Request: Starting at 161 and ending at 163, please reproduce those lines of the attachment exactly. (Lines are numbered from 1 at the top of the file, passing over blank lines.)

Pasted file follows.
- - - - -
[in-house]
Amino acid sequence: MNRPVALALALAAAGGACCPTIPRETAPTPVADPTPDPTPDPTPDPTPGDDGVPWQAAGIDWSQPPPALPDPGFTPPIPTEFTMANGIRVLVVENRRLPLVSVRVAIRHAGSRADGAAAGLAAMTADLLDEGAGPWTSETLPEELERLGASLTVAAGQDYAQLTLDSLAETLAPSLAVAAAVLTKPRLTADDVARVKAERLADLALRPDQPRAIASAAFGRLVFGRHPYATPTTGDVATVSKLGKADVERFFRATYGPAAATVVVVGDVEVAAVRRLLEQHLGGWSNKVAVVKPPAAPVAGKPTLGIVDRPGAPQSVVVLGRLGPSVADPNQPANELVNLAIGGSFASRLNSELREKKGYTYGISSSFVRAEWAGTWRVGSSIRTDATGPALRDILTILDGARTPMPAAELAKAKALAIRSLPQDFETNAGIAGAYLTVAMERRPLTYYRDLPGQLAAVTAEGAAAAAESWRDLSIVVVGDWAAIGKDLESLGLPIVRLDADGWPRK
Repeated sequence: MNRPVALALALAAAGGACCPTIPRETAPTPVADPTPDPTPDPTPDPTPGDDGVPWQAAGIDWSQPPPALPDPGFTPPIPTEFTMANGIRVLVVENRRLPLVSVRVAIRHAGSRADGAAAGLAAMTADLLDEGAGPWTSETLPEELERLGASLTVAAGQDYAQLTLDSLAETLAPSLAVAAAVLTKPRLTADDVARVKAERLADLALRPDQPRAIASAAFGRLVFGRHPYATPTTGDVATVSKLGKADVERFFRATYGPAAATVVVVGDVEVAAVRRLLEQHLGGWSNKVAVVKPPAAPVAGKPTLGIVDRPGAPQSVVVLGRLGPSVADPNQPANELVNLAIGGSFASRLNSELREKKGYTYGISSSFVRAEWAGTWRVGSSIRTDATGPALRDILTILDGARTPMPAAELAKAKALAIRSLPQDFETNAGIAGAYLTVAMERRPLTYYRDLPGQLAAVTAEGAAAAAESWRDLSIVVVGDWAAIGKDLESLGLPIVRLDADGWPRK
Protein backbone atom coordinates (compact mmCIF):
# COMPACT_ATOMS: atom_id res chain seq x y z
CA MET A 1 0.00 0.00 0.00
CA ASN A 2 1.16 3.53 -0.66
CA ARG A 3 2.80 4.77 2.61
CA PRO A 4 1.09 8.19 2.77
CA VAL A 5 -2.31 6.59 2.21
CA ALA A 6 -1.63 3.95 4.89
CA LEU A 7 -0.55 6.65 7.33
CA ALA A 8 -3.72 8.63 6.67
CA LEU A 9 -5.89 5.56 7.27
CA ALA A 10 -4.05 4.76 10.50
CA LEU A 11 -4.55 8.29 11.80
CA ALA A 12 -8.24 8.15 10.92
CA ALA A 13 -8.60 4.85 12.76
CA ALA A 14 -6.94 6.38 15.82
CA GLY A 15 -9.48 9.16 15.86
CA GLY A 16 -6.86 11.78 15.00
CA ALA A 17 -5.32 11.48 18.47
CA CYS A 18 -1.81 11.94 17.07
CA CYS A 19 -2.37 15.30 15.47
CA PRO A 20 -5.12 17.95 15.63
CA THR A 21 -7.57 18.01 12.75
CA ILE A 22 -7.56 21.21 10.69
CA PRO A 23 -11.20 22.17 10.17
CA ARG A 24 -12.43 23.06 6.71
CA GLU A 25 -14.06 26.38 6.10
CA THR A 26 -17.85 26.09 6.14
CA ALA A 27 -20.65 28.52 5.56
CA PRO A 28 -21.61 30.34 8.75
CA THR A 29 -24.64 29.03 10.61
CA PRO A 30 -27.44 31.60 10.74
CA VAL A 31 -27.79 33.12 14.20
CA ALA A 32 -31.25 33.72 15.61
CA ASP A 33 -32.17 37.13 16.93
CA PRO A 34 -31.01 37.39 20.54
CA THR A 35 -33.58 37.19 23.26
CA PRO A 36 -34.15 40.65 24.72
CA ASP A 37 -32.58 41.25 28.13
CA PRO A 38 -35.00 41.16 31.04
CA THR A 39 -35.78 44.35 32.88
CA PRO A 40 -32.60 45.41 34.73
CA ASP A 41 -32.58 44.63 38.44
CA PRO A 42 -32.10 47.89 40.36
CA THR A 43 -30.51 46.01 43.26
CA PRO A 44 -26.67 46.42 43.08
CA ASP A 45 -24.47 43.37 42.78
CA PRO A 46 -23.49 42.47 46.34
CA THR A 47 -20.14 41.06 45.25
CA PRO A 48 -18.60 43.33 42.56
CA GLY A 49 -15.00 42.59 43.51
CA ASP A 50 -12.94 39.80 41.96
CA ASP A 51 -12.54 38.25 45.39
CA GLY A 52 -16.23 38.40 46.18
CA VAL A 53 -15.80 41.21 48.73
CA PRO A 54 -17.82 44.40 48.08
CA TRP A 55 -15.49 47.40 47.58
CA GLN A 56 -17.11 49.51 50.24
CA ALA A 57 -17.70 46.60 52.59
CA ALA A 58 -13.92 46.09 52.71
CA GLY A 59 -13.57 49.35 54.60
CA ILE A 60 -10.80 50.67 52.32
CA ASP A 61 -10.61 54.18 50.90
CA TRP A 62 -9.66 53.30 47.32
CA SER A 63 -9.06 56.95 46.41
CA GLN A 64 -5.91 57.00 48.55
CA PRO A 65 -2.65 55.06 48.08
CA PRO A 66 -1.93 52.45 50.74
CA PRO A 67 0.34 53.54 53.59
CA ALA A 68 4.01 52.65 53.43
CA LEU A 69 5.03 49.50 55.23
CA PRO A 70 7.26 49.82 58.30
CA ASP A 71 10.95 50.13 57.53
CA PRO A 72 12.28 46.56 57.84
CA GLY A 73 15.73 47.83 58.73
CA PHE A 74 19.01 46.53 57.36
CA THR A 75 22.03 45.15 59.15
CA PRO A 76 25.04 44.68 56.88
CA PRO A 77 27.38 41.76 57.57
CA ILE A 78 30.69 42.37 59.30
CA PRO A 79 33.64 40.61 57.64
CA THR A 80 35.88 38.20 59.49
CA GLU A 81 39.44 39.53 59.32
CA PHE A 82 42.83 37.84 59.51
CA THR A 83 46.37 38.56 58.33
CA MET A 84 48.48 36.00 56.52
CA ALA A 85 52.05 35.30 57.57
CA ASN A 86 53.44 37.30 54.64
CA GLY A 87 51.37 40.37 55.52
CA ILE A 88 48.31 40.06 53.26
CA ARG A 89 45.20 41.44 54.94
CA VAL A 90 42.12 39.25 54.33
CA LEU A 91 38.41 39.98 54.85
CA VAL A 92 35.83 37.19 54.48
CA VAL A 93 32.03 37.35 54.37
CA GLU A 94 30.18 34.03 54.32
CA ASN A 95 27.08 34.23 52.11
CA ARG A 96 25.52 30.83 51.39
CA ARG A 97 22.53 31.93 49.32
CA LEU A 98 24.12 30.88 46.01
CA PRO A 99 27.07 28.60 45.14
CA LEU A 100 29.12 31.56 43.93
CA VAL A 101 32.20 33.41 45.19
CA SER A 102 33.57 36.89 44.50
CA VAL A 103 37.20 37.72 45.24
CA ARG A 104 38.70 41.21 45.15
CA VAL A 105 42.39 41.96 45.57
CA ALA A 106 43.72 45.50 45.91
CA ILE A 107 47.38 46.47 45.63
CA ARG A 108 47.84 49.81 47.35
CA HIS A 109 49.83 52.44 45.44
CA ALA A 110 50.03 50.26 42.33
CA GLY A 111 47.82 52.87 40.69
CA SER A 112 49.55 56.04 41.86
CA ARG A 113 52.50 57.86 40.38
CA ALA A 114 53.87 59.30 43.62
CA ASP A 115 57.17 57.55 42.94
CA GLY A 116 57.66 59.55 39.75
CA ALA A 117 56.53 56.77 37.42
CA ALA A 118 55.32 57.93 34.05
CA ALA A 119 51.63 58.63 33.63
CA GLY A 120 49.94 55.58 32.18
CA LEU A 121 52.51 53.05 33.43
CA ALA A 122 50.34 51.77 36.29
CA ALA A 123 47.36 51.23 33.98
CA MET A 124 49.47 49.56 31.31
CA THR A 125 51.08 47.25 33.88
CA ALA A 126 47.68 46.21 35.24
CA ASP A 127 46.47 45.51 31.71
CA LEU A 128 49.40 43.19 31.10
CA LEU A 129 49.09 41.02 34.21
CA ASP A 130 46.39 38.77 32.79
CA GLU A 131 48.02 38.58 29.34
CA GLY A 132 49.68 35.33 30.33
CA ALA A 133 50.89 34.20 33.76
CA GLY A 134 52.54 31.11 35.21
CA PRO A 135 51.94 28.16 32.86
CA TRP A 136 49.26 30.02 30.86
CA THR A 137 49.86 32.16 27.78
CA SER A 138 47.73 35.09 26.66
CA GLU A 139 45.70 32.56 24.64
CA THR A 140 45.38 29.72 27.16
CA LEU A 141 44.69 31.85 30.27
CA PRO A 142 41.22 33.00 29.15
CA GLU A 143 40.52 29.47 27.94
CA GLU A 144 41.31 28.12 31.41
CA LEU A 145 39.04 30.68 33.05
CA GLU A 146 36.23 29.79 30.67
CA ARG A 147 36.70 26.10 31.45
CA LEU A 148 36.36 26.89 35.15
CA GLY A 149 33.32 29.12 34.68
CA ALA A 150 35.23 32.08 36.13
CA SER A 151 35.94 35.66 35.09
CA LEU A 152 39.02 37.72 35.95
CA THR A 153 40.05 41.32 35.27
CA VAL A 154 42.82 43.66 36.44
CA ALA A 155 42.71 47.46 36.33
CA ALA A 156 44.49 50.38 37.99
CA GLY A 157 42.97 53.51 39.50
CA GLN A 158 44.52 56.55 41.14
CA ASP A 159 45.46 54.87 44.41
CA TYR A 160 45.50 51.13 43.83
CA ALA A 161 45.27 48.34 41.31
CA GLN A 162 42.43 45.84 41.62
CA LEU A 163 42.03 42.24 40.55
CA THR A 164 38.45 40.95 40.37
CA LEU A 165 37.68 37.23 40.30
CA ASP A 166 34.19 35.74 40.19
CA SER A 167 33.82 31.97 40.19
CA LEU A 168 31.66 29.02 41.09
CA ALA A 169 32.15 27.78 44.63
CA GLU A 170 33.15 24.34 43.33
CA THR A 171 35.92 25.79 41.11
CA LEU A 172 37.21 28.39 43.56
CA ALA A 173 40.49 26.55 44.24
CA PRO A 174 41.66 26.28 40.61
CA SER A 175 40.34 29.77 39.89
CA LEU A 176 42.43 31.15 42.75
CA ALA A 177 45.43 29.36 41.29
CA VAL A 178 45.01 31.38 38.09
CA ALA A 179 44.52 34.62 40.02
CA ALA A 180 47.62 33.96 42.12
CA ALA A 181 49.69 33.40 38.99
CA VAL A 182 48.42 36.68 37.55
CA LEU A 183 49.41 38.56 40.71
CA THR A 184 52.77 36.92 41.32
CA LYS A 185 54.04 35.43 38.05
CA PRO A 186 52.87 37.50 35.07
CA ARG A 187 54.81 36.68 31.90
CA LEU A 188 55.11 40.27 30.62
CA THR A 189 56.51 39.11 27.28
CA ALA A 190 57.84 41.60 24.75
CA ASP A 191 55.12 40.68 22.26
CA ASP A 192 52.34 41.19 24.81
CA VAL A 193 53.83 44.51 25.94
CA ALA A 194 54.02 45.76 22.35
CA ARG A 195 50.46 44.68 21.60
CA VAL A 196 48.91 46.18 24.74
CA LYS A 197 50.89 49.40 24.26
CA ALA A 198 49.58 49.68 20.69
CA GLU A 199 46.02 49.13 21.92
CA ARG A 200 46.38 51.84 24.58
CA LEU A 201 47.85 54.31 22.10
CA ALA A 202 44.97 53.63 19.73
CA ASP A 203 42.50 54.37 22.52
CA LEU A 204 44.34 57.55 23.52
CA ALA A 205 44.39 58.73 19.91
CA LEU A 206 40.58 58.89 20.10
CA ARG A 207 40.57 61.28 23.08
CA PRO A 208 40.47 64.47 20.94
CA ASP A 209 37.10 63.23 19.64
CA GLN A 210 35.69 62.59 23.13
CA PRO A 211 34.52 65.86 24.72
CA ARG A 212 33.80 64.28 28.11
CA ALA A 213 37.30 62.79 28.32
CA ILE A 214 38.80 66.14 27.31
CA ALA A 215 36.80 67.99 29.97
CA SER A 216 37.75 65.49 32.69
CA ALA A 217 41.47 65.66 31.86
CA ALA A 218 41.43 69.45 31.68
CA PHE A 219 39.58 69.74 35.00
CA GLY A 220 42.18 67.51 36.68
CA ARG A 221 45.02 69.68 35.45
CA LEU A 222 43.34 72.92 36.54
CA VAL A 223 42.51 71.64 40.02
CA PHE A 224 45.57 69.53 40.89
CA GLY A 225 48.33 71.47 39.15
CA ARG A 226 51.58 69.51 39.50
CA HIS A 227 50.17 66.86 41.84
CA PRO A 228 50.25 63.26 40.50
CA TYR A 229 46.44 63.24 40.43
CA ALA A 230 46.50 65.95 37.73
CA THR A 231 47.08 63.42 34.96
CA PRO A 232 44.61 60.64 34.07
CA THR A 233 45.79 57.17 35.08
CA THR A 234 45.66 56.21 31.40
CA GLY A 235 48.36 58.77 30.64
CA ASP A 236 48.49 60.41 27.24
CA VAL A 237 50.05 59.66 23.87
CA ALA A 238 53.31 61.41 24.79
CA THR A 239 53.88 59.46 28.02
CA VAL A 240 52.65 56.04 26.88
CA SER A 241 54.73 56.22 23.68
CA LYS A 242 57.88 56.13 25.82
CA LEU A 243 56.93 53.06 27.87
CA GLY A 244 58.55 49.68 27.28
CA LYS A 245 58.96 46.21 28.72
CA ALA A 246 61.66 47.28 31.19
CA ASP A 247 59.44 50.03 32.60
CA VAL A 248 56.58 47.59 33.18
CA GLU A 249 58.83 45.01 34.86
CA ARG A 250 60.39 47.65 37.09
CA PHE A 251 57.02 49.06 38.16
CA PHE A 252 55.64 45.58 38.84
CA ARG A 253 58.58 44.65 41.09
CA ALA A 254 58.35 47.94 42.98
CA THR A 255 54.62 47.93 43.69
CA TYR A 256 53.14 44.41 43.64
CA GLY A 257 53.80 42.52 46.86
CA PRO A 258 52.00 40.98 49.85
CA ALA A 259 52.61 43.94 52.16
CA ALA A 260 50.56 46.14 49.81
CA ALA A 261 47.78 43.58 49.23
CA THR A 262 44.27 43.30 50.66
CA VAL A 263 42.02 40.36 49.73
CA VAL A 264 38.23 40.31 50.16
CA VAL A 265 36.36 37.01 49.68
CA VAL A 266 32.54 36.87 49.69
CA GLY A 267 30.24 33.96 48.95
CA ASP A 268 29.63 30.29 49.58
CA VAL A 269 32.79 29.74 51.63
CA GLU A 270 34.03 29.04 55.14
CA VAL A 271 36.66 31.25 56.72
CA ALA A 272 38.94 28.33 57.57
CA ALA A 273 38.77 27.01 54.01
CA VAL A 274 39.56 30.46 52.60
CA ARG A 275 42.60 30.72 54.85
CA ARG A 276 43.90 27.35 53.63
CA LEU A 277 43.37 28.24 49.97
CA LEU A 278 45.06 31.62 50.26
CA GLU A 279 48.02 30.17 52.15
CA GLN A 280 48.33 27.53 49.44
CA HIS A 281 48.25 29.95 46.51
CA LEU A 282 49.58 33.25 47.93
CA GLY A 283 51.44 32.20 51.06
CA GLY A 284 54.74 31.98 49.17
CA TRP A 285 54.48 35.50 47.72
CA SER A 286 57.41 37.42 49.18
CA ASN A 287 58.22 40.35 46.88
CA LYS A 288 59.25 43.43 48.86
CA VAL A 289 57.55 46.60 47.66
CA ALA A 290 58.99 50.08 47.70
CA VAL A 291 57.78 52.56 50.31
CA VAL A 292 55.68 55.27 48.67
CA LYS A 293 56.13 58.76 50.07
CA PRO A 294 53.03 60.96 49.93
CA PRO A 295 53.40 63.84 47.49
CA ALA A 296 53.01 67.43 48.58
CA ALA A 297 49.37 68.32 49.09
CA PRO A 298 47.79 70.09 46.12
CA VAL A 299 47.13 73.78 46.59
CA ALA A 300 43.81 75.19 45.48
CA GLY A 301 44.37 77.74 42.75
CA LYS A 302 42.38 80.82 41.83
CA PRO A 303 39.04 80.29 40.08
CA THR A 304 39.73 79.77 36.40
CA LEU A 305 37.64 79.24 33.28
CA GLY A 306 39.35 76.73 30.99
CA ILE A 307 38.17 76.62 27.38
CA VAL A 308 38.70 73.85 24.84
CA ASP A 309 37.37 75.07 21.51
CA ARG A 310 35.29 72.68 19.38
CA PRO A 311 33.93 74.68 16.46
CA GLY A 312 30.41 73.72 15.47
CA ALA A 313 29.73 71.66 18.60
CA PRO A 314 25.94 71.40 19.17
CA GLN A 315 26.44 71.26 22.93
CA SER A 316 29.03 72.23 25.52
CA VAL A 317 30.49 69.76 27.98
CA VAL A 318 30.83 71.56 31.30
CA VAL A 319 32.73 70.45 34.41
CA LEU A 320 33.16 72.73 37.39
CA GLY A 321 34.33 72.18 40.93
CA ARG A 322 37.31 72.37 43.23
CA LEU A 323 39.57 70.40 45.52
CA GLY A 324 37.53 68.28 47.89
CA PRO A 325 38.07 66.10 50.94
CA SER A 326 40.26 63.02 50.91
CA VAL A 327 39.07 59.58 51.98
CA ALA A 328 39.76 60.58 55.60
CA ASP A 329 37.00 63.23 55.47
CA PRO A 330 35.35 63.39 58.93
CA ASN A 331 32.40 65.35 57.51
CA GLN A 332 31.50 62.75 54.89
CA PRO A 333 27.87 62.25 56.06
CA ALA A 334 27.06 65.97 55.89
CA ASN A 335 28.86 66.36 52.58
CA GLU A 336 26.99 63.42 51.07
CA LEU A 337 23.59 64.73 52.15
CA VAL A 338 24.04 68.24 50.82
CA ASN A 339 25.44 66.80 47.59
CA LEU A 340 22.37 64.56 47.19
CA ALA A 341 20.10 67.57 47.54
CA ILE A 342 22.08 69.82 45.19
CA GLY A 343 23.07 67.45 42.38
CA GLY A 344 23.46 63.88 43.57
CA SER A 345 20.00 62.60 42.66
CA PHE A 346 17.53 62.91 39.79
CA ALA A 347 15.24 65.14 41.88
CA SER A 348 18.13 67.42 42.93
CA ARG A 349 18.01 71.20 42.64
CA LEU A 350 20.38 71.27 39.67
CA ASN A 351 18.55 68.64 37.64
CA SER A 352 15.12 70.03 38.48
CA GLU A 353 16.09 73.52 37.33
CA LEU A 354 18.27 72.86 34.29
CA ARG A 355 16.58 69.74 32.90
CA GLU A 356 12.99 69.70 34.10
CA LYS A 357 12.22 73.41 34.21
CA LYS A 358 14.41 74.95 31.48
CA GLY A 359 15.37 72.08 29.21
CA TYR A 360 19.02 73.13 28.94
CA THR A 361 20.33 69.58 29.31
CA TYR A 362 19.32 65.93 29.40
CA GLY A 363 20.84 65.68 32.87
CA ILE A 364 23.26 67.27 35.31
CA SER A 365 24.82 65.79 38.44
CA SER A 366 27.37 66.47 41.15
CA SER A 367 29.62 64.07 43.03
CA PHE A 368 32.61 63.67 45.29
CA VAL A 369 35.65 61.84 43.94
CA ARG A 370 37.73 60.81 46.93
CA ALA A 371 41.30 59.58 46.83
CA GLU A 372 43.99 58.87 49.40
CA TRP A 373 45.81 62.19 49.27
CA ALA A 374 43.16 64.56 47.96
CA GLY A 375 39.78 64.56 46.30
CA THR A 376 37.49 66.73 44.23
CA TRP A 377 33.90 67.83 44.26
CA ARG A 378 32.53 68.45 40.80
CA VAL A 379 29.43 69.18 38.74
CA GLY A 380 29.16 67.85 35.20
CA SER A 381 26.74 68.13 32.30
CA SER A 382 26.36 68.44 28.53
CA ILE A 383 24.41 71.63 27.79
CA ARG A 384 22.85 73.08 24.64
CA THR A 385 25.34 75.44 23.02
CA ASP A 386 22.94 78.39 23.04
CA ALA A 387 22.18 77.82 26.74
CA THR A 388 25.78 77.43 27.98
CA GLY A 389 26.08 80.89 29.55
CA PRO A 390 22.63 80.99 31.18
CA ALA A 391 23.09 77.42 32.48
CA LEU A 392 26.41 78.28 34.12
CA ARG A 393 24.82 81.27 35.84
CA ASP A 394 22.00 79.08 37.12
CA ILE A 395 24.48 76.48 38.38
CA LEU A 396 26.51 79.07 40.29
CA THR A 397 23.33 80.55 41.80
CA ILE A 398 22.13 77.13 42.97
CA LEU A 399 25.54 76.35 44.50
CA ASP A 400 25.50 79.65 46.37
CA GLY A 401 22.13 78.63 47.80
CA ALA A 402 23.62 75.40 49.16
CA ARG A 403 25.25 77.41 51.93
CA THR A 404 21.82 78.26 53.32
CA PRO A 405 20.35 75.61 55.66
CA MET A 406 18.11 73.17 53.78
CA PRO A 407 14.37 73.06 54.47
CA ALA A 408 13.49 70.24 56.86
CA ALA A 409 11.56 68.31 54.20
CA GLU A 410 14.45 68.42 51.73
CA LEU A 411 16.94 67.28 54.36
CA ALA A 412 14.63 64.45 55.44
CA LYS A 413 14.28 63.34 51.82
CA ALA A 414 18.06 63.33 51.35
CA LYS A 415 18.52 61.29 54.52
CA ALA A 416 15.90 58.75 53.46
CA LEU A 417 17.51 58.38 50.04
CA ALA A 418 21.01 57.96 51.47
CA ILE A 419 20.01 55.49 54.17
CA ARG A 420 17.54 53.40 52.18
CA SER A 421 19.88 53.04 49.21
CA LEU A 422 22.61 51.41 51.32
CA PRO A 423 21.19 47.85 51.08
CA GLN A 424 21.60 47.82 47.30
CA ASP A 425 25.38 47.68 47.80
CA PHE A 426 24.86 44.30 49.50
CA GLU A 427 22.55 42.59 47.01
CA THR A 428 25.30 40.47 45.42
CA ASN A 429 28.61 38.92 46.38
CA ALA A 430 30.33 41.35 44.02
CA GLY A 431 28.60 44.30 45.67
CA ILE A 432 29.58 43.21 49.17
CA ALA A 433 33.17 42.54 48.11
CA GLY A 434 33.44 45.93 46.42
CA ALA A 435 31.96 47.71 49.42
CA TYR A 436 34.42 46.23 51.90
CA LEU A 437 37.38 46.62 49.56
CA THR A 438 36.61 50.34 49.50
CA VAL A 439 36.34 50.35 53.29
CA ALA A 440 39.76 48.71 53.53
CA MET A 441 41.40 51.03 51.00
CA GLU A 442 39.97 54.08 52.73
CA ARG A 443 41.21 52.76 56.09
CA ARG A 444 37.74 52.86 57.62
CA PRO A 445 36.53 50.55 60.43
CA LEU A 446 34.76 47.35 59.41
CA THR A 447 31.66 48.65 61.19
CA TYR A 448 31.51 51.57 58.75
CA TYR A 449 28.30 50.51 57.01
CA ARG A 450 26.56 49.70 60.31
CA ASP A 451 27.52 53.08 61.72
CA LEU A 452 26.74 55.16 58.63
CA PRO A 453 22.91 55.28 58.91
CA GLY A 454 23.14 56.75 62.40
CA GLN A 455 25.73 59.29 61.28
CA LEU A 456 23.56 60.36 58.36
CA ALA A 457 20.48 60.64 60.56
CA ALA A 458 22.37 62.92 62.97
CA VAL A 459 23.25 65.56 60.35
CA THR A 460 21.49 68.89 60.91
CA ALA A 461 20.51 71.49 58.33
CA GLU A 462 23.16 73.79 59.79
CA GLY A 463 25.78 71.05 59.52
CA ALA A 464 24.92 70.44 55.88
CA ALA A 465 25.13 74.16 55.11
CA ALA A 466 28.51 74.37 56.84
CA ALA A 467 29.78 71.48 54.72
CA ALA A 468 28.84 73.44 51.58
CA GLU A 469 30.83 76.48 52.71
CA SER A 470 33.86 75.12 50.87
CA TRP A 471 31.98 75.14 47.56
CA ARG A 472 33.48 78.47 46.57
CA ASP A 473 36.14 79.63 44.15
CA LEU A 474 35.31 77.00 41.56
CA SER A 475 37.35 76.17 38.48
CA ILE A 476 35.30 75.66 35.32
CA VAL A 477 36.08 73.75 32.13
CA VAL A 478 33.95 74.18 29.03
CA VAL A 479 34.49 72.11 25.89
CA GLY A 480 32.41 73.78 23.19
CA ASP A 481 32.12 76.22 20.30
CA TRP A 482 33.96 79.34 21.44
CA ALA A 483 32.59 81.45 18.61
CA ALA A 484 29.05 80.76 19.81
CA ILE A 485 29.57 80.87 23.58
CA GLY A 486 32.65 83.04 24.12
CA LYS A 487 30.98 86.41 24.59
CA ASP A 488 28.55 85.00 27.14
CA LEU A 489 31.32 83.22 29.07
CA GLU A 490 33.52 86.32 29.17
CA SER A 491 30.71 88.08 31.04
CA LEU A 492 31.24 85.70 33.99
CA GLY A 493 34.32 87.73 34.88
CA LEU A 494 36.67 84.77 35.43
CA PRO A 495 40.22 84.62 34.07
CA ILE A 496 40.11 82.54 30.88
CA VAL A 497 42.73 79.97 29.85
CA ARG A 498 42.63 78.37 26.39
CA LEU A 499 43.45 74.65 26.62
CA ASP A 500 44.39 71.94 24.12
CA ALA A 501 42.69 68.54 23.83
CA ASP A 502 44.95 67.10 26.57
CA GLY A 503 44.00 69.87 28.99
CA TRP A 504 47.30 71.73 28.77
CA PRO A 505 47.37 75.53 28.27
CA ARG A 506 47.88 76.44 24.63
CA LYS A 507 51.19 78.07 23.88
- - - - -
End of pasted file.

CA ALA A 156 44.49 50.38 37.99
CA GLY A 157 42.97 53.51 39.50
CA GLN A 158 44.52 56.55 41.14